Common properties of set functions

A set function ${\displaystyle \mu }$ on ${\displaystyle {\mathcal {F}}}$ is said to be[1]

• non-negative if it is valued in ${\displaystyle [0,\infty ].}$
• finitely additive if ${\displaystyle \textstyle \sum \limits _{i=1}^{n}\mu \left(F_{i}\right)=\mu \left(\textstyle \bigcup \limits _{i=1}^{n}F_{i}\right)}$ for all pairwise disjoint finite sequences ${\displaystyle F_{1},\ldots ,F_{n}\in {\mathcal {F}}}$ such that ${\displaystyle \textstyle \bigcup \limits _{i=1}^{n}F_{i}\in {\mathcal {F}}.}$
• If ${\displaystyle {\mathcal {F}}}$ is closed under binary unions then ${\displaystyle \mu }$ is finitely additive if and only if ${\displaystyle \mu (E\cup F)=\mu (E)+\mu (F)}$ for all disjoint pairs ${\displaystyle E,F\in {\mathcal {F}}.}$
• If ${\displaystyle \mu }$ is finitely additive and if ${\displaystyle \varnothing \in {\mathcal {F}}}$ then taking ${\displaystyle E:=F:=\varnothing }$ shows that ${\displaystyle \mu (\varnothing )=\mu (\varnothing )+\mu (\varnothing )}$ which is only possible if ${\displaystyle \mu (\varnothing )=0}$ or ${\displaystyle \mu (\varnothing )=\pm \infty ,}$ where in the latter case, ${\displaystyle \mu (E)=\mu (E\cup \varnothing )=\mu (E)+\mu (\varnothing )=\mu (E)+(\pm \infty )=\pm \infty }$ for every ${\displaystyle E\in {\mathcal {F}}}$ (so only the case ${\displaystyle \mu (\varnothing )=0}$ is useful).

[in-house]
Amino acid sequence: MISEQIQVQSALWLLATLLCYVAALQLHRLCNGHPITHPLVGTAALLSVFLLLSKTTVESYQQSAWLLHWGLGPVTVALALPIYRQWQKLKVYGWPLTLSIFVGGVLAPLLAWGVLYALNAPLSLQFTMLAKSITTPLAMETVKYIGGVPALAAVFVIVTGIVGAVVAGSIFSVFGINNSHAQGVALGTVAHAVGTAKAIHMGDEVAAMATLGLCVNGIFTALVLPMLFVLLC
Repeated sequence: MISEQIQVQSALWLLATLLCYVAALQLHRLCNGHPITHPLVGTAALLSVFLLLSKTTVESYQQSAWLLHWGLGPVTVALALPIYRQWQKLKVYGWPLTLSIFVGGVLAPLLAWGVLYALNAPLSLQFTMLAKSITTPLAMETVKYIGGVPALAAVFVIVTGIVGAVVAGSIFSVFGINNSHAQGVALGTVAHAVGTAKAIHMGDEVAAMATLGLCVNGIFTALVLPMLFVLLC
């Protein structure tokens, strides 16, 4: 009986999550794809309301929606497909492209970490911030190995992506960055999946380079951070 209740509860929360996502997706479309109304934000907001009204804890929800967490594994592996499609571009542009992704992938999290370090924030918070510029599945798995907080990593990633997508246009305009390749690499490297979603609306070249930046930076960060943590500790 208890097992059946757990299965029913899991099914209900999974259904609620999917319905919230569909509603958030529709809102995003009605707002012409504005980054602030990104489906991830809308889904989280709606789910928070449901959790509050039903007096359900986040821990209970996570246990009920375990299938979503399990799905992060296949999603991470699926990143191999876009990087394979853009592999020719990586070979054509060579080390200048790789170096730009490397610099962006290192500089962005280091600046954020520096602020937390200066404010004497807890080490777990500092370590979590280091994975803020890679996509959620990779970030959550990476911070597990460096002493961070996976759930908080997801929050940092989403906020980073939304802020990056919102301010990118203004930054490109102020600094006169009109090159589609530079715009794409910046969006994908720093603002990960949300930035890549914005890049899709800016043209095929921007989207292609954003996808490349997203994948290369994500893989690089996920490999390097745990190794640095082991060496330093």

• countably additive or σ-additive[2] if in addition to being finitely additive, for all pairwise disjoint sequences ${\displaystyle F_{1},F_{2},\ldots \,}$ in ${\displaystyle {\mathcal {F}}}$ such that ${\displaystyle \textstyle \bigcup \limits _{i=1}^{\infty }F_{i}\in {\mathcal {F}},}$ all of the following hold: